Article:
Finally, we did not investigate safety-related issues of warming up — only performance-aspects were assessed. Although no subjects in this study were injured during testing, the sample was too small and the duration of the protocol too short to draw conclusions on the topic. While resistance training with submaximal loads generally has very low risk of injury provided proper form is maintained, there nevertheless exists the possibility that warm-up procedures could reduce the risk even further. This seems especially pertinent when working with high absolute loads.

The take-home message is to consider your own situation when determining whether or not to warm up prior to a submaximal lifting session. Yes, a warm-up does take a bit of time and you might be able to skip the procedure if you are time-pressed without enduring any negative effects on performance. This is particularly valid if you are less experienced at training and/or lifting fairly light loads. On the other hand, if you are a highly experienced trainee lifting heavy absolute loads then there very well might be a benefit to warming-up — this study certainly cannot be used as evidence to the contrary. Also, understand that research only reports the means (i.e. averages) between groups. There were in fact differences between responses whereby some subjects did show a beneficial effects from warming up while others did not. Only through individual experimentation can you determine if a warm-up enhances your own performance. Finally, there are potentially safety issues that were not studied here; a warm-up certainly would not seem to hurt in this regard and possibly could be of some help.

Ribeiro AS, Romanzini M, Schoenfeld BJ, Souza MF, Avelar A, Cyrino ES. Effect of different warm-up procedures on the performance of resistance training exercises. Percept Mot Skills. 2014 Aug;119(1):133-45.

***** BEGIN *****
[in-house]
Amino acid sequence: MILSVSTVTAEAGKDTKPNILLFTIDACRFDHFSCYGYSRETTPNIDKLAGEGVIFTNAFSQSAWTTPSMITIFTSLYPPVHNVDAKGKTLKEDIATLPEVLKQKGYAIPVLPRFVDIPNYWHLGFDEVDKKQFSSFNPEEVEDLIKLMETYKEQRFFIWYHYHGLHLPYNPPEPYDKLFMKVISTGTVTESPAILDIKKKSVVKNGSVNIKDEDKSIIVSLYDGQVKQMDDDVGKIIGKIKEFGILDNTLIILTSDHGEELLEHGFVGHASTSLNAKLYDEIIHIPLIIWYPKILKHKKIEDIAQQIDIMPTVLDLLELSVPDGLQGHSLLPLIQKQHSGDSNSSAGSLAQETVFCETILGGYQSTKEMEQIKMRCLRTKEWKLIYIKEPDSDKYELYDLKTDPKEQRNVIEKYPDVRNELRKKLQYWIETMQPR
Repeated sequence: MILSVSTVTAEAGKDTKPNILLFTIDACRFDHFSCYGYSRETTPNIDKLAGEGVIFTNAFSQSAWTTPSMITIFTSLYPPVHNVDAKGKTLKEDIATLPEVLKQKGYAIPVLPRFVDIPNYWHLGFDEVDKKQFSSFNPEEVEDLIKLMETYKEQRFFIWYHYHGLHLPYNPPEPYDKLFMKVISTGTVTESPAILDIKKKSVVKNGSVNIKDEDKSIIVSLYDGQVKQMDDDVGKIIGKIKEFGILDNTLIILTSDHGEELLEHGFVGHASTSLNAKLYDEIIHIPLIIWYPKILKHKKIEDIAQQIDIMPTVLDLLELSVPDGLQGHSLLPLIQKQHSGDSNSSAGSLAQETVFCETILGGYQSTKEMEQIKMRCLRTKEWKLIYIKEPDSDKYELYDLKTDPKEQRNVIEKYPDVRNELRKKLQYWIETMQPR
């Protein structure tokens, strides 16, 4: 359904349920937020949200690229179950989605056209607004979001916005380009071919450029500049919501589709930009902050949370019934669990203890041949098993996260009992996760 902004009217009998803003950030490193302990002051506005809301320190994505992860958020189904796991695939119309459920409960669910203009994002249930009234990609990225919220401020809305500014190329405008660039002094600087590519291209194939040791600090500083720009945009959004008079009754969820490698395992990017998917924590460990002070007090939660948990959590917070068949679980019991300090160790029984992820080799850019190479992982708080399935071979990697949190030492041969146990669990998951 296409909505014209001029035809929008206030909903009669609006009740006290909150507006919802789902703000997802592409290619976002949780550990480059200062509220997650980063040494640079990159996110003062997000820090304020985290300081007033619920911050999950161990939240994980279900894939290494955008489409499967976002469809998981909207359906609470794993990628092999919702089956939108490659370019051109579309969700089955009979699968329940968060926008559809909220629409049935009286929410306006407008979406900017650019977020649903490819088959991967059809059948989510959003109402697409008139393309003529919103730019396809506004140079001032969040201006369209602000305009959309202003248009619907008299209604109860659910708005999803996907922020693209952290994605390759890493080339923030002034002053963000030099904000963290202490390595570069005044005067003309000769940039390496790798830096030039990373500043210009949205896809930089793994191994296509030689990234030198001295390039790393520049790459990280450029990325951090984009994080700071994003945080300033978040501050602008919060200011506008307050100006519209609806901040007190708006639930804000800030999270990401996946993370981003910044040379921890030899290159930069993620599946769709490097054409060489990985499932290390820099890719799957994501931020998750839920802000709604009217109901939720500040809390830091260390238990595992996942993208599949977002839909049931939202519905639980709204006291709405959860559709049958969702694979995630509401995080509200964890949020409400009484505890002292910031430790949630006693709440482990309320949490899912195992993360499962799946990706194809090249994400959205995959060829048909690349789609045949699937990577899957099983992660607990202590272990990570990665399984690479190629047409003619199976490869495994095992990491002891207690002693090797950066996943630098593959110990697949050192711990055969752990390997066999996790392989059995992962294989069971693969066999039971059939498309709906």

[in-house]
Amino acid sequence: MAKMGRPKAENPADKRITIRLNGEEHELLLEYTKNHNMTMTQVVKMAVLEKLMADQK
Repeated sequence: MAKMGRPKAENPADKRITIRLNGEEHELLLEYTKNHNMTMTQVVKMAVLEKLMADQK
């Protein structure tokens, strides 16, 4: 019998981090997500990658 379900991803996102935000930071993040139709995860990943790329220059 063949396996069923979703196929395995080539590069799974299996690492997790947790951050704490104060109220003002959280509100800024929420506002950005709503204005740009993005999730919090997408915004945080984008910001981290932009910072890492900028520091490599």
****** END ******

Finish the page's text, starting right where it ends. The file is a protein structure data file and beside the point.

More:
1. I really enjoy your work.

    Comment by Elena — September 3, 2014 @ 8:19 pm

  2. Hello Brad, I don’t understand what you mean by submaximal lifting.
    The way I learned, there were maximal efforts, referring to the relative intensity of effort of a set, like 100% if you’re going to failure (can’t do another rep) regardless of rep range used, and therefore regardless of absolute intensity (weight on bar), and submaximal training, meaning, you left some reps in the tank. You can have submaximal training with 70% or 90%. For example to do a single with 90% is submaximal. it is not maxing out. So what do you mean by submaximal, if your exercises were going to failure with 80% load? How is it submaximal if you’ve done max effort sets? I really want to understand this. Thank you.

    Comment by Salazar — September 24, 2014 @ 9:41 pm

  3. […] Do You Need to Warm-up Before Lifting? via Brad Schoenfeld […]

    Pingback by Good Fitness Reads 9/28/2014 | adampine.com — September 28, 2014 @ 1:36 am

  4. Thank you! Great study and discussion.

    Comment by Karsten — October 22, 2014 @ 4:05 pm

  5. Salazar- even if a set of 80% is taken to failure the first few repetitions of this set are submaximal. Eg if it takes 8 reps to failure, the first few reps of the set are submaximal

    Comment by Michael Carroll — October 22, 2014 @ 6:26 pm

  6. […] semanas, uno de los referentes mundiales en materia de entrenamiento, Brad Schoefeld, publicaba este curioso post en el que analizaba un estudio científico publicado en Brasil sobre el efecto de diferentes tipos […]

    Pingback by Cuidado al leer los “papers”. | LifeStudio — October 27, 2014 @ 12:52 pm

  7. I think that warm-ups are important, but not quite as vital as everyone thinks. Like you said, doing warmups will not hurt, but it is possible to lift heavy without warming up first if time doesn’t permit.

    When I was starting out, I never did warm ups and saw regular strength gains. Now that I am lifting heavier, I am starting to do warmups.

    Is it necessary? I’ll leave the science to you, but experience says that it doesn’t hurt, so I’ll keep doing it!

    Comment by Mike — January 13, 2015 @ 4:56 pm